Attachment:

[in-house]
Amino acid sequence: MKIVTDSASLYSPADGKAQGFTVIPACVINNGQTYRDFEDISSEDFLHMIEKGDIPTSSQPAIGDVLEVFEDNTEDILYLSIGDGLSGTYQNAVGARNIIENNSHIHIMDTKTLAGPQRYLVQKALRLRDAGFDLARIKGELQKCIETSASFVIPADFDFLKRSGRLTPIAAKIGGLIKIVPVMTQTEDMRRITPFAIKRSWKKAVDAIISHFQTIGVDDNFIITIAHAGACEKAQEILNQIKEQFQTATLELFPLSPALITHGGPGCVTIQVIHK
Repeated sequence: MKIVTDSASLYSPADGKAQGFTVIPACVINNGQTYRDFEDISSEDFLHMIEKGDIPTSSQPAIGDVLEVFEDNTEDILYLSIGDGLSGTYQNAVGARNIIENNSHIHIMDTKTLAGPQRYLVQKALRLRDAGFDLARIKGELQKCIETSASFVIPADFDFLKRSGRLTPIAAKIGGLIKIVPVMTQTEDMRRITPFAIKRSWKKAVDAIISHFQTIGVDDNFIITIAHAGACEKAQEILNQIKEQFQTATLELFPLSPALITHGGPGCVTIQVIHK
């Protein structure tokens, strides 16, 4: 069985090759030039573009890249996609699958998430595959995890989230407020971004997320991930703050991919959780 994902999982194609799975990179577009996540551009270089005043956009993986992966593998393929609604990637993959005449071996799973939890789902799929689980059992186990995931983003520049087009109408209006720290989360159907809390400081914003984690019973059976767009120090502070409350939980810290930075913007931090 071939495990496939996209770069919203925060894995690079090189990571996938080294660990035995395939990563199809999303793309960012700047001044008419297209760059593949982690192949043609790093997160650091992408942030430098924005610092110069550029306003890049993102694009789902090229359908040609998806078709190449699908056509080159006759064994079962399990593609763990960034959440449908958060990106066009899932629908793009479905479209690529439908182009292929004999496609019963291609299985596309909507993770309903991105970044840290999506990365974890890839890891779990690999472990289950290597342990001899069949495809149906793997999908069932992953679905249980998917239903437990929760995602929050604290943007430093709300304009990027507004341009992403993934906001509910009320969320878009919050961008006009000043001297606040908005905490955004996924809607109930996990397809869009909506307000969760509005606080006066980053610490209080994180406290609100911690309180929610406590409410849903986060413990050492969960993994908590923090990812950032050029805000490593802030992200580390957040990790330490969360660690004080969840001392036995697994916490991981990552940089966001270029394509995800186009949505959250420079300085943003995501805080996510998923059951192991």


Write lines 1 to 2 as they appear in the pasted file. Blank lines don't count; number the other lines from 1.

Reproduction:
[in-house]
Amino acid sequence: MKIVTDSASLYSPADGKAQGFTVIPACVINNGQTYRDFEDISSEDFLHMIEKGDIPTSSQPAIGDVLEVFEDNTEDILYLSIGDGLSGTYQNAVGARNIIENNSHIHIMDTKTLAGPQRYLVQKALRLRDAGFDLARIKGELQKCIETSASFVIPADFDFLKRSGRLTPIAAKIGGLIKIVPVMTQTEDMRRITPFAIKRSWKKAVDAIISHFQTIGVDDNFIITIAHAGACEKAQEILNQIKEQFQTATLELFPLSPALITHGGPGCVTIQVIHK